Definition: A rounded mound of soil shaped like a semi-circle around a tree, designed to slow and capture runoff.
Boomerang Berms in the Forest Garden:
Boomerang berms, also called half-moon berms, are similar to cuvettes – last week’s Agroforestry Word of the Week. The main difference between the two techniques - apart from their distinct shape - is when and where the technique should be applied.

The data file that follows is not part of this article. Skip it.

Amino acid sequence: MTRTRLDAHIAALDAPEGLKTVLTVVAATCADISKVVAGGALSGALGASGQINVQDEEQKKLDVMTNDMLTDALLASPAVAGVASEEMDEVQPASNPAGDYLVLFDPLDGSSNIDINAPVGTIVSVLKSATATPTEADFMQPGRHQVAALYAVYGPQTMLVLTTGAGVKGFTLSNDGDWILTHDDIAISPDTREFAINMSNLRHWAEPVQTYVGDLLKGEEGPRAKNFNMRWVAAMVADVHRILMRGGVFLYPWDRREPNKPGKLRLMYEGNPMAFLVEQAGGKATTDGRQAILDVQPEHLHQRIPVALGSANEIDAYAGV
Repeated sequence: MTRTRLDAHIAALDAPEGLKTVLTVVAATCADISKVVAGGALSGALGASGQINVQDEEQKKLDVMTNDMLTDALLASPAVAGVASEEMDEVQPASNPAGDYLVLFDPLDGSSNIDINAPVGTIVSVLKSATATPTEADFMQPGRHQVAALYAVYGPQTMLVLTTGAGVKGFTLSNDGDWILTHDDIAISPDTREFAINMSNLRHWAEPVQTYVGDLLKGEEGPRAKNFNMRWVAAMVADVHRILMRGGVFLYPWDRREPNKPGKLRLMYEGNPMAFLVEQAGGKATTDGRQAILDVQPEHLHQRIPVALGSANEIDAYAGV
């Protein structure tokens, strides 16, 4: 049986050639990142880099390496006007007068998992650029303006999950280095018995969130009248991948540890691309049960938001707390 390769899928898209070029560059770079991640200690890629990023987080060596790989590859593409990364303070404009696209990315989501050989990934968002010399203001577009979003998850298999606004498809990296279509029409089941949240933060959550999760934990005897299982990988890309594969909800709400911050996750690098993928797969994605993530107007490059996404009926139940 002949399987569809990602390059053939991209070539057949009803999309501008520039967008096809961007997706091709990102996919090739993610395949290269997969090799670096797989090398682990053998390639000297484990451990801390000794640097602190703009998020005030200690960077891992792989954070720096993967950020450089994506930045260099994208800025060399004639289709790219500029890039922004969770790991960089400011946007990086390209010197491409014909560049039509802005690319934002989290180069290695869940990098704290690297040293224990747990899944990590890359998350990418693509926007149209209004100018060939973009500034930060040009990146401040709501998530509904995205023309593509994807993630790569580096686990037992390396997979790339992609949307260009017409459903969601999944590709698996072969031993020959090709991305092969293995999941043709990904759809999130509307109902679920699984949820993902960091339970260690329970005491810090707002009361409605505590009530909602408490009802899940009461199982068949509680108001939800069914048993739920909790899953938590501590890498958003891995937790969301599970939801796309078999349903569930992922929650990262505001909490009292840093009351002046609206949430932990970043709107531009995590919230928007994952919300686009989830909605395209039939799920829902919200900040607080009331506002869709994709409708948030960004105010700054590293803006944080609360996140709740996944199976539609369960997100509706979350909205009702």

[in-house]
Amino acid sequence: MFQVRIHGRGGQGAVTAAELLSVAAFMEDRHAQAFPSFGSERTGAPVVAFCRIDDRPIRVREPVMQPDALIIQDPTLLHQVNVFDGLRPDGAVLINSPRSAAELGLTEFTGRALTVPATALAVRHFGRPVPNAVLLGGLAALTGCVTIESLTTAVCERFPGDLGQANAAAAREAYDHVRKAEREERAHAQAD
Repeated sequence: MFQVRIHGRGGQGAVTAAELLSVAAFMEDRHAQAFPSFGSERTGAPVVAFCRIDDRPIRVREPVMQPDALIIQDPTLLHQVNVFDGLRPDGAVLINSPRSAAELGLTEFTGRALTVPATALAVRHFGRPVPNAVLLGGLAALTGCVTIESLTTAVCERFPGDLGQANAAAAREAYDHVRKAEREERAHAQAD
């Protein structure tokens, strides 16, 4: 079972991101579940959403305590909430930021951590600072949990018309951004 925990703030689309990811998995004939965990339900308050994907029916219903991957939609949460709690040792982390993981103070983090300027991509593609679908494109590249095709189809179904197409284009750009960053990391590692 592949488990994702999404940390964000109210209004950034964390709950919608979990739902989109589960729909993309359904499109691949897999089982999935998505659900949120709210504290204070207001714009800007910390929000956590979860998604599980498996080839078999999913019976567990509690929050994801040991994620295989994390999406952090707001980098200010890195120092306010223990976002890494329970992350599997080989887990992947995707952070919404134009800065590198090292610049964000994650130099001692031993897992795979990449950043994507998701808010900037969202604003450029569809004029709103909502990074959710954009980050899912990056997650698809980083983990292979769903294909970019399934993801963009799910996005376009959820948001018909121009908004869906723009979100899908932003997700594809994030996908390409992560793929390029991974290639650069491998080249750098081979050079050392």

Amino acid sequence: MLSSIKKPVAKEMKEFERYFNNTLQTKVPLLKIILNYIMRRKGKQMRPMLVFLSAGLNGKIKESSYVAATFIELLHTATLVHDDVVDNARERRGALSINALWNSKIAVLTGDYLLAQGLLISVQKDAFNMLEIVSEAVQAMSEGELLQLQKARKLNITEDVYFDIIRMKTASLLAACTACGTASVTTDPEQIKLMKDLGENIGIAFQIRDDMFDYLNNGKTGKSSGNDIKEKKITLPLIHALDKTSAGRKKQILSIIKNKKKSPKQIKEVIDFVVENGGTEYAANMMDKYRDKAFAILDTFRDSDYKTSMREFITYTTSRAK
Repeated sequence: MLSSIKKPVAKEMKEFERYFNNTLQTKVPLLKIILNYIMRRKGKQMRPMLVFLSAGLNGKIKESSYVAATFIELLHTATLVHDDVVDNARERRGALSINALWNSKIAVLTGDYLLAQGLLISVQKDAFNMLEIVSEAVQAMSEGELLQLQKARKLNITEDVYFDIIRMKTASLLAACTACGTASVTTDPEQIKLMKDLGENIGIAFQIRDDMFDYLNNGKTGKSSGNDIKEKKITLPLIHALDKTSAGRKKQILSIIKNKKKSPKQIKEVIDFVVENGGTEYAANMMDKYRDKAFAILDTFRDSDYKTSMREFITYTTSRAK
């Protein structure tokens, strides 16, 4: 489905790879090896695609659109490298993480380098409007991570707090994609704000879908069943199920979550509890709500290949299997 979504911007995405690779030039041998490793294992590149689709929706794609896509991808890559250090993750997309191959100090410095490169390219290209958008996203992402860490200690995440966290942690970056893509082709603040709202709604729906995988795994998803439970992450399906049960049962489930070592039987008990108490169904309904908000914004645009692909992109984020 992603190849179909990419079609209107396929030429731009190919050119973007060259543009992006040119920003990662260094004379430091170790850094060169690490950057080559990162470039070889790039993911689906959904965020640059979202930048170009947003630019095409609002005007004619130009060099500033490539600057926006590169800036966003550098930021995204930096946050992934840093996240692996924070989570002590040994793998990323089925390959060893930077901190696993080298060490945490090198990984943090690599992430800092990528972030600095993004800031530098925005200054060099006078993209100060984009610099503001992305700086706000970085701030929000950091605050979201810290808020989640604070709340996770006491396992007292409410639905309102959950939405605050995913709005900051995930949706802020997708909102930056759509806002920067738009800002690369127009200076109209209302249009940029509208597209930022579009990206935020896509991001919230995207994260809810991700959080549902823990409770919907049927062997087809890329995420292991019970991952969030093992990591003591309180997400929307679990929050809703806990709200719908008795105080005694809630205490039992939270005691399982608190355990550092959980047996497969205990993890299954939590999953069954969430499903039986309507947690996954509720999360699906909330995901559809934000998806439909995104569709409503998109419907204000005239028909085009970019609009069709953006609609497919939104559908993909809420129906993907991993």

Whereas cuvettes are established on flat land, boomerang berms are much more appropriate for sloped lands. Boomerang berms’ open ends welcome runoff entering the berm and allow excess water to continue to spill over the edges, to be caught down slope by other boomerang berms. Forest Gardeners will often try to stagger their boomerang berms across their hillside to ensure that all excess water will be captured and used for another tree.